It is an economic reprisal in the absence of a wall according to the lights of Donald Trump.
Having failed to secure funds from Congress for the ambitious project along the US border with Mexico, the US President has announced tariffs for Mexico until “immigration is remedied”. Mexico isn’t Iran, let alone China. The influx across the border goes beyond the issue of immigration; it is verily a socioeconomic problem that has assumed a heartbreaking dimension of children being separated from their parents.
Yet the US President has been remarkably insensitive to the break-up of families. Rightly has Mexico’s Leftist President, Andrés Manuel López Obrador, reminded the White House that “social problems aren’t solved with taxes”. This is a fundamental of welfare economics that has been accorded the short shrift by Mr Trump, as he has done with a welter of other issues.
The US President has imposed a 5 per cent tariff on all Mexican imports from 10 June to exert pressure on the country to its south to do more to curb immigration into the US, in a surprise move that has rattled markets but is unlikely to address the fundamental issue ~ check immigration.
Mr Trump has couched his announcement with the warning that the tariff would gradually increase “until the illegal immigration problem is remedied”. The tariff will increase steadily to 25 per cent until illegal immigration across the southern border was stopped. If implemented, the measures are bound to trigger retaliation that would hit the farming and industrial states that support Trump. He made the announcement via Twitter after informing the media that he was planning “a major statement” that would be his “biggest” so far about the border.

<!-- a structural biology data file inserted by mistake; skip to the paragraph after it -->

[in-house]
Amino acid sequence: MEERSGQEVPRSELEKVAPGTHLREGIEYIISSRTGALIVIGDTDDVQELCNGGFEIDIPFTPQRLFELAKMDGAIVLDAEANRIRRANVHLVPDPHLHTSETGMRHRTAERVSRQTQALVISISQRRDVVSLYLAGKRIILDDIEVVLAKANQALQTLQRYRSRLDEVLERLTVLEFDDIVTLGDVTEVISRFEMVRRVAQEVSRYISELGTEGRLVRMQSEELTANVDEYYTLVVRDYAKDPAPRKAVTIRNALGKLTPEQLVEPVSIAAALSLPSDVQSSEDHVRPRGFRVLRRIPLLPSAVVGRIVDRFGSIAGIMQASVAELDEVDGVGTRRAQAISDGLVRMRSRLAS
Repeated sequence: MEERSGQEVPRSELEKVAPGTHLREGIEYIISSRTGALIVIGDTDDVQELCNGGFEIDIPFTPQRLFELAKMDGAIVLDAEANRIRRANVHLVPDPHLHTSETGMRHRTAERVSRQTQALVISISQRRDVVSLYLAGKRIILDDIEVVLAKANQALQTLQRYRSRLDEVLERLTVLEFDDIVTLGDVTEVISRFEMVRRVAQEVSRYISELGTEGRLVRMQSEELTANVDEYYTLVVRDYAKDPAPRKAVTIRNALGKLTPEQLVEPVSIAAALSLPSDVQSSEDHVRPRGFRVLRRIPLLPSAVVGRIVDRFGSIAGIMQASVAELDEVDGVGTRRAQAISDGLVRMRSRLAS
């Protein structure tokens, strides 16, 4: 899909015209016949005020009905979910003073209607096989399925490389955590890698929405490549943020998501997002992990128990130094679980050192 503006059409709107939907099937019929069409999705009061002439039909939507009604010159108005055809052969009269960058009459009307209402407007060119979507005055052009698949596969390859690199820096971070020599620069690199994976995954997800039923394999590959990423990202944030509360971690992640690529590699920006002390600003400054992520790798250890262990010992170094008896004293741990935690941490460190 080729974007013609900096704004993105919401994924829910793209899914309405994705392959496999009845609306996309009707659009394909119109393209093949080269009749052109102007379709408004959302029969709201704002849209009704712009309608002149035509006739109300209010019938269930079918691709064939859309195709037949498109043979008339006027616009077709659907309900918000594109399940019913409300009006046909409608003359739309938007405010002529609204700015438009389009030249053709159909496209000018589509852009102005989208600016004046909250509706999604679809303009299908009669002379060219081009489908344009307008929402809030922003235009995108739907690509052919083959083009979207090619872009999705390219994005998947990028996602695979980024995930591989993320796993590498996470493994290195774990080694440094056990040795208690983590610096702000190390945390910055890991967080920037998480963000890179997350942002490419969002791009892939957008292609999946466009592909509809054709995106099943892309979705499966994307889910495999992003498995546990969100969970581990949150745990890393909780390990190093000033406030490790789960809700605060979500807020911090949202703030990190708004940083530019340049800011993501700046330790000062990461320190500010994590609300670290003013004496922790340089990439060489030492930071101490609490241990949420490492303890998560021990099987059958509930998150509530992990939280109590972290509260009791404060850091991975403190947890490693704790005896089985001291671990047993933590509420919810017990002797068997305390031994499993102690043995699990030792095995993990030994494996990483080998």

While the US awaits the response of the Democrat Speaker of the House of Representatives, Nancy Pelosi, investors are afraid that increasing trade friction could hurt the global economy, pre-eminently the Mexican peso and the US stock index futures.
The Asian stock markets tumbled on Friday, and this included the shares of Japanese carmakers who export from Mexico to the US. In a word, the jitters of Mr Trump’s (yet another) impetutous decision are already being felt. It has raised the risk of devastating economic relations with the biggest US trading partner. Mexico, which relies heavily on cross-border trade, rose to that ranking as a result of Trump’s trade war with China.
The National Foreign Trade Council, which represents the largest US exporters, has binned the move as a “colossal blunder”. The White House is yet to comprehend, far less grasp, the magnitude of the decision that does not appear to have been sufficiently thought through. China has hit the bull’s eye in its statement expressing sympathy for Mexico ~ “The United States has repeatedly taken trade bullying action. China is not the only victim.” Donald Trump will hopefully get the trans-Pacific message. His withers may yet remain unwrung.